I believe a Christian telos is to participate with God in the healing and redemption of the world (there are many ways to name this in compelling ways). That’s the point of the life, teachings, death and resurrection of Jesus and it is the goal for communities to claim his name. We think globally, but act locally, starting with the healing of our selves and our watersheds. However, we’ve been hoodwinked into not taking the Christian telos seriously enough. It competes, intermingles and is overwhelmed by a purpose-driven consumerism catering to institutional survival, a clinging to power and privilege, upward mobility, social respectability and a blend of success, comfort, convenience and legacy. As British biblical scholar N.T. Wright put it:
Christians, like everybody else, are often muddled, mistaken, foolish and wayward, and are probably trying to ride at least one other horse at the same time as the Christian one.
The Christian telos is rooted in a narrative about an ever-present God who is passionate, intimate, open-hearted and emotionally expressive, not triumphant, distant and transcendent. One of Rainer Maria Rilke’s prayers starts:
We must not portray you in king’s robes,
You drifting mist that brought forth the morning.
This God is the one Paul speaks of to the Athenians:
that we would search for God and perhaps grope for God and find God—though indeed God is not far from each one of us. For “In God we live and move and have our being.”
Meister Eckhardt wrote about a vocation of playing hide and go seek with this God:
God is like a person who clears his throat while hiding and so gives himself away. God lies in wait for us with nothing so much as love.
But this God does take sides and expects us to do the same. As the 16th century Catholic priest (and advocate for the indigenous of “the new world”) Bartolome de las Casas proclaimed:
God is the one who always remembers those whom history has forgotten.
God woos and beckons us to join in on the adventure of putting the world back together again—to de-colonize and de-civilize it.
The telos and the narrative can only take us so far though. Practices put the goal on the ground. To participate with God in the healing and redemption of the world is to make a commitment to nonviolent communication and conflict resolution (both inside and outside our communities); to undoing white supremacy and patriarchy; to serving community potlucks; to the Benedictine lectio divina and the Ignatian examen; to planting gardens; to conducting watershed tours; to cultivating a culture of welcoming strangers; to mutual edification, empowerment and gratitude; to solidarity and advocacy for just policies; to liturgical direct action; to Bible Study and social analysis workshops; to writing and sharing spiritual autobiographies; to creative celebration of birthdays and earth days; to play; to resource sharing (cars, bikes, tools, food, money); to Sabbath and boundary keeping; to share positive gossip (“Did you hear what so-and-so did today?”). None of this just happens.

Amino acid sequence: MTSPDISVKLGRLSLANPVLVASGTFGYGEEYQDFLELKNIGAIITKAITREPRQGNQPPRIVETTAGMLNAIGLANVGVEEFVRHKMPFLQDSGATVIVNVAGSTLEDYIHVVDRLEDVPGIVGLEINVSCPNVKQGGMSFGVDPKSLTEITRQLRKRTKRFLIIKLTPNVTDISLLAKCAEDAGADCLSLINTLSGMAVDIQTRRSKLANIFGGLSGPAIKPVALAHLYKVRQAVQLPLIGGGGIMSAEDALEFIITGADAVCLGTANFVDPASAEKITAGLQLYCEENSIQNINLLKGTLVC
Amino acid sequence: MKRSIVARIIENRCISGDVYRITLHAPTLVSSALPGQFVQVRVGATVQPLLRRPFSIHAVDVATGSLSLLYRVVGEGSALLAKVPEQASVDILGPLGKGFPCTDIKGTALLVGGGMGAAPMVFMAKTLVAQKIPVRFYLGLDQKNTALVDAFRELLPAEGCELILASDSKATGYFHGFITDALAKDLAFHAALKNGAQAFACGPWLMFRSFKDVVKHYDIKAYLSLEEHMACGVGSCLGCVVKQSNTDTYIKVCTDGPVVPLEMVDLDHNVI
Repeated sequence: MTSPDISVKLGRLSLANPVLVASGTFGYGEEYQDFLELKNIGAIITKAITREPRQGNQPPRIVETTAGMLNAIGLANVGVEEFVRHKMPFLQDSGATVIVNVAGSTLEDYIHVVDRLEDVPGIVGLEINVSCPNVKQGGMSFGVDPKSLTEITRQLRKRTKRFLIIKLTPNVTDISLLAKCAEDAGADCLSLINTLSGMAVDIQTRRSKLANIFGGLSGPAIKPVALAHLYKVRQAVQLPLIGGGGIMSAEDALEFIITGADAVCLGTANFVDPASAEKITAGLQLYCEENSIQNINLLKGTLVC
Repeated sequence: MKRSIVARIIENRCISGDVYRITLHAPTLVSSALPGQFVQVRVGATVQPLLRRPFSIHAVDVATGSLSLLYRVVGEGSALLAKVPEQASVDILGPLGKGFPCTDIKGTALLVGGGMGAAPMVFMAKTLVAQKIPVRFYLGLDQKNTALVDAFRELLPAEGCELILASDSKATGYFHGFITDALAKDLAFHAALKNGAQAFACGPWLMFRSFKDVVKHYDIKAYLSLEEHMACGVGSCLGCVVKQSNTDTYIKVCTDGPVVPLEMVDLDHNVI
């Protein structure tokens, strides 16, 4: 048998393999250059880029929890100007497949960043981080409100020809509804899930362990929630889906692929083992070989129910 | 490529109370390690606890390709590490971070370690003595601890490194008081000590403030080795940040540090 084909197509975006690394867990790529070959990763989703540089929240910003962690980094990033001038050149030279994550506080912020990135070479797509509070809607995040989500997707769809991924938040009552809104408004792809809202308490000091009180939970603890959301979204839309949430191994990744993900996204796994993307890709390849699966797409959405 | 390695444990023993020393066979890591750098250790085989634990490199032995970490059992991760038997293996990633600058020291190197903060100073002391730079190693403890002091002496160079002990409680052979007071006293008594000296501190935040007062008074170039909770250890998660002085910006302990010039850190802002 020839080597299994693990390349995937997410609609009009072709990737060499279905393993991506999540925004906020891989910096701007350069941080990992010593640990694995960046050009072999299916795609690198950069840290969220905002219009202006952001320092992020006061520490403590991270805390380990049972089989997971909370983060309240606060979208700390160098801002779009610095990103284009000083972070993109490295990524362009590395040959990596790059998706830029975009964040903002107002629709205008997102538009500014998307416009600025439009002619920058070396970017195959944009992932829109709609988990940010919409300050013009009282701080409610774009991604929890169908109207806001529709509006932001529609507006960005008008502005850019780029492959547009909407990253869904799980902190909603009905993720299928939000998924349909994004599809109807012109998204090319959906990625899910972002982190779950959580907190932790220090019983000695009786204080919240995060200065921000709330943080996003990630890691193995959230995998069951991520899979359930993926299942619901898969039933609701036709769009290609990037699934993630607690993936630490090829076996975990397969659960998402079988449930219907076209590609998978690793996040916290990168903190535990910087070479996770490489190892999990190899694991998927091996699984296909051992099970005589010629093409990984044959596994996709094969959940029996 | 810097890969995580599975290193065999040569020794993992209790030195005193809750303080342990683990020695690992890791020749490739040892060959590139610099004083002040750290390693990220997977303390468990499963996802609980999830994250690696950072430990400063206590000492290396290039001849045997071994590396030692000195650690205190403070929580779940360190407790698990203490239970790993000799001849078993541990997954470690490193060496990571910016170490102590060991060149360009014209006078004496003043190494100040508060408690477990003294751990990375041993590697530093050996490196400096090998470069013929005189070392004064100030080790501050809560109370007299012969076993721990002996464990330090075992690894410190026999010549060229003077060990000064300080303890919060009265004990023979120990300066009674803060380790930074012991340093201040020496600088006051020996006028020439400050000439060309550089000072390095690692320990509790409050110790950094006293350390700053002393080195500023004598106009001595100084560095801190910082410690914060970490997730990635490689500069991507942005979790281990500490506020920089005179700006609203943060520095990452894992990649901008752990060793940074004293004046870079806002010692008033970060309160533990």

What if individuals, couples and families committed to disciplines that made it so that they could contribute more effectively to the cause? It will take real inner work to heal the trauma weighing down our souls: daily journaling on what is going on inside of us; centering prayer; therapy; family systems genogram work; 12-step recovery meetings; grief work; Enneagram and Myers Briggs personality typologies.
Along the way, members of the community cultivate virtues that magnify the power of practices: humility, noticing, authenticity, vulnerability, presence, welcoming, honesty, responsibility, dignity, simplicity. A cursory glance at the list reminds us that these skills for living are rare, not possessed by too many around us. Imagine a community specializing in them.
All of this is about the work of reconstructing what John Main called a serious Christian faith. There are trivial and solemn faith options all around us, adept at driving so many away from real spiritual healing into cul-de-sacs of narcissism, cynicism, apathy, indifference. A trivial faith dwells in denial; a solemn one in despair. A serious faith is about accountability, responsibility, commitment—dare we say covenant even? It is about learning to embrace the constant tension of love and lament, gratitude and grief, promise and peril. Truly, this must entail participation in a community that is intentional.
The late political theorist Hannah Arendt once wrote:
I’m more than ever of the opinion that a decent human existence is possible today only on the fringes of society, where one then runs the risk of starving or being stoned to death. In these circumstances, a sense of humor is a great help.
Fifty years after Catonsville, radical discipleship “communities of discontinuity” huddle on the fringes, carving safe spaces to repent from and resist empire. In the process of participating with God in the healing of the world, our stories and practices have the potential to transform us (and the world) in compelling ways. In the meantime, both our language and our laughter cultivate a sense of coherence, a rare ingredient for authentic community in these fragmented times.